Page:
Like

    • Alex Hurst says:

      Thanks for the comment, Marlene! I appreciate it. Siamese are awesome. We had one called Moonshadow when I was little. πŸ™‚

      Like

  11. Julie says:

    How awesome your parents kept your first writings. Back then mine were nothing but daydreams. Thank you for visiting.

    Julie at A Whisper In The Woods

    Like

  12. Becca J. Campbell says:

    Cute stories, and I love the artwork. It’s so interesting to see those early influences, isn’t it? My earliest story was when I was about 15, but I still need to go back and read it. Now you have me curious. πŸ™‚

    Like

    • Alex Hurst says:

      Oh, I have about three drafts of the novel I’m rewriting now from that age that will NEVER see the light of day, haha…. Hopefully yours are better!! Thanks for stopping by. πŸ™‚

      Like

  13. Miranda Stone says:

    This is delightful, Alex! How wonderful of your parents to save these stories. I started putting little storybooks together when I was around seven or eight, accompanied by my own horrible illustrations. I kind of wish I still had them. You were a talented little writer and artist even all those years ago, my friend!

    Like

    • Alex Hurst says:

      Awww, are they lost forever? They would have been awesome to see. 😦 Thanks so much for the compliment Miranda, though I definitely still need to work on the impatience bit…. I jump scenes just as badly now as I did then! πŸ˜›

      Like

      • Miranda Stone says:

        I do believe they are lost forever, unfortunately. And I hear you. I’m all about impatience. Maybe that’s one of the reasons I’m not a novel writer. Takes too much time! πŸ˜›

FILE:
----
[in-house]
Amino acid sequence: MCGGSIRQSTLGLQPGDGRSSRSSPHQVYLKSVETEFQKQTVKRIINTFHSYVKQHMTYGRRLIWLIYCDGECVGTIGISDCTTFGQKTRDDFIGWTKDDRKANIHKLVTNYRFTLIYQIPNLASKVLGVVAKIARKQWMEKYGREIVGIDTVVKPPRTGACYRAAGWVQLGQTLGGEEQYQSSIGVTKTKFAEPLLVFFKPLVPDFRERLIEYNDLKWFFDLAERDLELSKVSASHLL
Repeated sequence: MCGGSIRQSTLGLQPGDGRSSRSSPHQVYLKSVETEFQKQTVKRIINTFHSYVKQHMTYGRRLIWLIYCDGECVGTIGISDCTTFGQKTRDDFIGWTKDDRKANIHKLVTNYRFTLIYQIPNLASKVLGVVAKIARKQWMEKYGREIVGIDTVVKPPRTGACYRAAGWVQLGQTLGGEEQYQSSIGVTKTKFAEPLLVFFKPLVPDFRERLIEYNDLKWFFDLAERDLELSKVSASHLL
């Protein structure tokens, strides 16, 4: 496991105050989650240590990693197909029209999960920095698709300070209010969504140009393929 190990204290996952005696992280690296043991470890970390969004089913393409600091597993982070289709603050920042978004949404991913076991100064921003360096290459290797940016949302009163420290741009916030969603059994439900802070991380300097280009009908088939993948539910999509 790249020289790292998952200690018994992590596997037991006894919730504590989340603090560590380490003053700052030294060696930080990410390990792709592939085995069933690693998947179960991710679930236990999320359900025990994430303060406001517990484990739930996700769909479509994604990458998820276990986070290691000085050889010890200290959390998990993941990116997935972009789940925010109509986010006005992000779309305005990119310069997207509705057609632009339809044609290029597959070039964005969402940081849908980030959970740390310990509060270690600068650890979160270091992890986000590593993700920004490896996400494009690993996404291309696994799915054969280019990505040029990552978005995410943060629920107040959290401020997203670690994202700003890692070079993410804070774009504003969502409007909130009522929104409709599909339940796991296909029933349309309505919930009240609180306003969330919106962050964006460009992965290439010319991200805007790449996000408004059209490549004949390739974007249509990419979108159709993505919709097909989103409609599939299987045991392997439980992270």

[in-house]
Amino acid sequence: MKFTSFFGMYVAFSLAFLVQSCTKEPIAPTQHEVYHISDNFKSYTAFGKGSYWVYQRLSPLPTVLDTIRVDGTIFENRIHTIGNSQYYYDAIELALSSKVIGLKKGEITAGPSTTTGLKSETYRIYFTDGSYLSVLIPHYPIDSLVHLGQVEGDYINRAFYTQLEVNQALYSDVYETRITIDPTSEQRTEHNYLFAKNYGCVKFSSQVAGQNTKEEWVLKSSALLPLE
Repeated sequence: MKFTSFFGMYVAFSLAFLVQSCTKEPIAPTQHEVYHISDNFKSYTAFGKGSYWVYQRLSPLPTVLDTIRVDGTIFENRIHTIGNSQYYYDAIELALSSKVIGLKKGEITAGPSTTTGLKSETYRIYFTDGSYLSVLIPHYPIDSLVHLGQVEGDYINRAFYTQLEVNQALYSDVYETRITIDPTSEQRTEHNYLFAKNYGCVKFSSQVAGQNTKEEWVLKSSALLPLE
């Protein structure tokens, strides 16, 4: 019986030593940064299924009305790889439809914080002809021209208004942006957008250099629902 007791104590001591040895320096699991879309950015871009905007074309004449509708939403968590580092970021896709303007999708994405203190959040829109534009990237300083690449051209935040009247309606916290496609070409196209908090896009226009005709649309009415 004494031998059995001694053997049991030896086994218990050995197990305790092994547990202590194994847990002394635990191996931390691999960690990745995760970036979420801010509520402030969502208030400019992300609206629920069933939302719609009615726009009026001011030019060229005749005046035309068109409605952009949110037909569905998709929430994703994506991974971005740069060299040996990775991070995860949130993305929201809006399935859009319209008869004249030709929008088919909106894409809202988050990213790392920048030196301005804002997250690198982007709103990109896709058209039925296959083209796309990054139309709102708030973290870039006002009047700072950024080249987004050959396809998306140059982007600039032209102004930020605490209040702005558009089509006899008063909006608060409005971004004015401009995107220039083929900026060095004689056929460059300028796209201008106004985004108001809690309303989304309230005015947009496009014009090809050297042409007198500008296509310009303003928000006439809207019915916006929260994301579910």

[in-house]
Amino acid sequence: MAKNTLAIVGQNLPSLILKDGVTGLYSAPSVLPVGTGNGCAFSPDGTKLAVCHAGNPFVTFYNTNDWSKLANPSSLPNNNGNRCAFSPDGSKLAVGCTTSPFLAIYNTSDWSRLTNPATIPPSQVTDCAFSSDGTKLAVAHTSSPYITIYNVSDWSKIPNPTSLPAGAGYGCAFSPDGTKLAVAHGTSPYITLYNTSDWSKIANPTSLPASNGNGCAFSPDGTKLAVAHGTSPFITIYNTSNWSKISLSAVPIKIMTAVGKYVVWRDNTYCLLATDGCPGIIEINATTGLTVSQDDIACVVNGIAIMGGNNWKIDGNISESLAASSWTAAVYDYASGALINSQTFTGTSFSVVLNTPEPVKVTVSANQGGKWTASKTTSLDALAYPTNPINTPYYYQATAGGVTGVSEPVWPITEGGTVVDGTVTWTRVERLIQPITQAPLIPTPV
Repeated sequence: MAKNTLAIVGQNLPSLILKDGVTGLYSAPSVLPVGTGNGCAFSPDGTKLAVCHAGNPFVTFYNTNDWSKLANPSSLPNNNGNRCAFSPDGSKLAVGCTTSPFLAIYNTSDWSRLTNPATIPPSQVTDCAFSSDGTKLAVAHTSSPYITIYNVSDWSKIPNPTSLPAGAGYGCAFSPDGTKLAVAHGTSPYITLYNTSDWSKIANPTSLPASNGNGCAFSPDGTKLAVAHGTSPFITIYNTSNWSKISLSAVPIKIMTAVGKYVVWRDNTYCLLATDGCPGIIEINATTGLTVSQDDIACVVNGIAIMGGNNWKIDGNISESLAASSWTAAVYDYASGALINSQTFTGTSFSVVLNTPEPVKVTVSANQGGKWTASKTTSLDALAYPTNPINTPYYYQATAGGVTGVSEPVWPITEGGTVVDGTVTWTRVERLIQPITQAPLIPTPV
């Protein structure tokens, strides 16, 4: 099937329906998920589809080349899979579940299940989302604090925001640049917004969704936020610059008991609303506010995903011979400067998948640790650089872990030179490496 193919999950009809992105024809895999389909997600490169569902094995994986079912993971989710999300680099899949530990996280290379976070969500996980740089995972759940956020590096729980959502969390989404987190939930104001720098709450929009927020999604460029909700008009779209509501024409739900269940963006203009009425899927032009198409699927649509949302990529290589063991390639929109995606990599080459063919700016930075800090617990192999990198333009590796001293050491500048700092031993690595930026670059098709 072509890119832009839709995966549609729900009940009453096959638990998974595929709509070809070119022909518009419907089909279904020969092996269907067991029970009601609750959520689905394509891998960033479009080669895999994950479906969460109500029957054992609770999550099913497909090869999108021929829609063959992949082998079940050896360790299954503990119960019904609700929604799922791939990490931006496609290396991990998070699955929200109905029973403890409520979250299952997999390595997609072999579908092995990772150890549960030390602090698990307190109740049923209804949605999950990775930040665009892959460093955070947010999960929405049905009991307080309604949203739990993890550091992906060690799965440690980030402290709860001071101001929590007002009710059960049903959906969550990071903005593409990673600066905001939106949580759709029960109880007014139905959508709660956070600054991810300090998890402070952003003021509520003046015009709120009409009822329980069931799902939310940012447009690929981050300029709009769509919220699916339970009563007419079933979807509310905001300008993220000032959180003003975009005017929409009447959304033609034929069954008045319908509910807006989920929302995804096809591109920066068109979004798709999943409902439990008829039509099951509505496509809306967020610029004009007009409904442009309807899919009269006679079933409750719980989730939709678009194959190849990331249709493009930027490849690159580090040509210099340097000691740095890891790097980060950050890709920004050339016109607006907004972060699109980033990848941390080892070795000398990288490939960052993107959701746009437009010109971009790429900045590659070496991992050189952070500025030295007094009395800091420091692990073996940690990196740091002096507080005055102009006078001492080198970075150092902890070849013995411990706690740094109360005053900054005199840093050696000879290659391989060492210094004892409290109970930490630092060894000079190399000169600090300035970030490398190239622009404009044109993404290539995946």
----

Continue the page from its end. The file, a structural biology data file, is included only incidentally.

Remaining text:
Like

    • Alex Hurst says:

      Yes, even one counts! The only one I was looking for was “Zebord and Drake”… the rest were just bonuses. πŸ™‚

      Like

    • Alex Hurst says:

      Sorry to hear yours didn’t. I think my dad was just very art-minded, and he grew up in a family that threw away all of his first things…. so he wanted to be different (so instead we have TOO much saved, haha.) Thanks for stopping by!

      Like

  14. Thomas Weaver says:

    This is so cool, seeing your origins as an author. I remember my first stories (from before I could write them down); they featured an ENORMOUS Pegasus and an equally oversized turtle. And a monster I called a “dile,” which was inspired by a creature I’d seen in an animated movie that I recalled nothing else about. (Turns out the “dile” had been inspired by a frog in a Thumbelina movie. Frogs are scary when they’re about 50 times your size!)